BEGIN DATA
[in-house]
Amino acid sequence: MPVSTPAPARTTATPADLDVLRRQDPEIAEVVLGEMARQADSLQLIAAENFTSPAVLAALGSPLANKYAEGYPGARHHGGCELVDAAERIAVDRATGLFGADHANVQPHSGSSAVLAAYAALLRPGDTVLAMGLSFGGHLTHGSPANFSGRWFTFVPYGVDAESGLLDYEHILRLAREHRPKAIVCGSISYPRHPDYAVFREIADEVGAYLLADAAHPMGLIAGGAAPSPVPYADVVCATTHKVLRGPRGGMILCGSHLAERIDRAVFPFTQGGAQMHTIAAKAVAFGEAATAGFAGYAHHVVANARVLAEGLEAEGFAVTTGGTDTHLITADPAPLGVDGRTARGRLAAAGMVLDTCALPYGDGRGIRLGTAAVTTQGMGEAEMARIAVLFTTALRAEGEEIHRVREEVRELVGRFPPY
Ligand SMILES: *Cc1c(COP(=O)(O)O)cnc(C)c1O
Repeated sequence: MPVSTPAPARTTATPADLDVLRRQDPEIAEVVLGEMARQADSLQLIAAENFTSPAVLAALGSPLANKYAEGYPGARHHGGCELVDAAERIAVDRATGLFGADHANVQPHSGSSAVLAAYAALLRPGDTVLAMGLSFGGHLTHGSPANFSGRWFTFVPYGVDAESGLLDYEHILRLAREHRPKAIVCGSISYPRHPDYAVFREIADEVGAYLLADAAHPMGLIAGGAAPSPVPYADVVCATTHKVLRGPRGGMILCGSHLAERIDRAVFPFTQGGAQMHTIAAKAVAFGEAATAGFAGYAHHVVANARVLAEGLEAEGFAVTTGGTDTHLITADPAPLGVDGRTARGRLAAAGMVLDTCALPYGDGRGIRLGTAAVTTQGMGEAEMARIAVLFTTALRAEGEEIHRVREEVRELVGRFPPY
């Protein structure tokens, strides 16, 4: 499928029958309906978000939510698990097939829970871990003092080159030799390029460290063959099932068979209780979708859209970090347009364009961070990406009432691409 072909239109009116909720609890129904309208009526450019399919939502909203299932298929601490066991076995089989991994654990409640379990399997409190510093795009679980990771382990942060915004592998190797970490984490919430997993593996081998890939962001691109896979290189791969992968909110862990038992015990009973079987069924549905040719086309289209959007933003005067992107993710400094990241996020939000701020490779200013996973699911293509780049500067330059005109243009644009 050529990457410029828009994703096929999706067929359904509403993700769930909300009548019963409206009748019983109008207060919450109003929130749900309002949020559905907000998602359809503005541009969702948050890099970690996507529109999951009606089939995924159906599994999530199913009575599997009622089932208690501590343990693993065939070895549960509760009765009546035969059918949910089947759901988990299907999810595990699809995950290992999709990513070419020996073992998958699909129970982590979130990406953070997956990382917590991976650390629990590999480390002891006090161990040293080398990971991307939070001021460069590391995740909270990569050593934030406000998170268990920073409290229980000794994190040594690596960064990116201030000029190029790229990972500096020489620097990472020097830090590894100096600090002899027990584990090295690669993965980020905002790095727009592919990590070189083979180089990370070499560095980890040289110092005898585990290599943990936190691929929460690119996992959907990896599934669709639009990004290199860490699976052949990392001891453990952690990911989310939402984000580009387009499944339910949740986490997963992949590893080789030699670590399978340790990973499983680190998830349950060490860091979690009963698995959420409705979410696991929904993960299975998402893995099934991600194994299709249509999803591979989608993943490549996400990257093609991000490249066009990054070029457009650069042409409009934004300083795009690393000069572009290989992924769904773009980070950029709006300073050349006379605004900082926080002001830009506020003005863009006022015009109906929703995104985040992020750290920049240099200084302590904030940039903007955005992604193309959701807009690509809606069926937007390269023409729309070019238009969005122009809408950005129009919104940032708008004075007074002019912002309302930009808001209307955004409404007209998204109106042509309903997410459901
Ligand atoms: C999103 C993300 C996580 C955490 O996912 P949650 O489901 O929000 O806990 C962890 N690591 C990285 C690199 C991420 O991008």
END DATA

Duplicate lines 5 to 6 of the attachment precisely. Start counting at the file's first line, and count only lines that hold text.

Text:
């Protein structure tokens, strides 16, 4: 499928029958309906978000939510698990097939829970871990003092080159030799390029460290063959099932068979209780979708859209970090347009364009961070990406009432691409 072909239109009116909720609890129904309208009526450019399919939502909203299932298929601490066991076995089989991994654990409640379990399997409190510093795009679980990771382990942060915004592998190797970490984490919430997993593996081998890939962001691109896979290189791969992968909110862990038992015990009973079987069924549905040719086309289209959007933003005067992107993710400094990241996020939000701020490779200013996973699911293509780049500067330059005109243009644009 050529990457410029828009994703096929999706067929359904509403993700769930909300009548019963409206009748019983109008207060919450109003929130749900309002949020559905907000998602359809503005541009969702948050890099970690996507529109999951009606089939995924159906599994999530199913009575599997009622089932208690501590343990693993065939070895549960509760009765009546035969059918949910089947759901988990299907999810595990699809995950290992999709990513070419020996073992998958699909129970982590979130990406953070997956990382917590991976650390629990590999480390002891006090161990040293080398990971991307939070001021460069590391995740909270990569050593934030406000998170268990920073409290229980000794994190040594690596960064990116201030000029190029790229990972500096020489620097990472020097830090590894100096600090002899027990584990090295690669993965980020905002790095727009592919990590070189083979180089990370070499560095980890040289110092005898585990290599943990936190691929929460690119996992959907990896599934669709639009990004290199860490699976052949990392001891453990952690990911989310939402984000580009387009499944339910949740986490997963992949590893080789030699670590399978340790990973499983680190998830349950060490860091979690009963698995959420409705979410696991929904993960299975998402893995099934991600194994299709249509999803591979989608993943490549996400990257093609991000490249066009990054070029457009650069042409409009934004300083795009690393000069572009290989992924769904773009980070950029709006300073050349006379605004900082926080002001830009506020003005863009006022015009109906929703995104985040992020750290920049240099200084302590904030940039903007955005992604193309959701807009690509809606069926937007390269023409729309070019238009969005122009809408950005129009919104940032708008004075007074002019912002309302930009808001209307955004409404007209998204109106042509309903997410459901
Ligand atoms: C999103 C993300 C996580 C955490 O996912 P949650 O489901 O929000 O806990 C962890 N690591 C990285 C690199 C991420 O991008």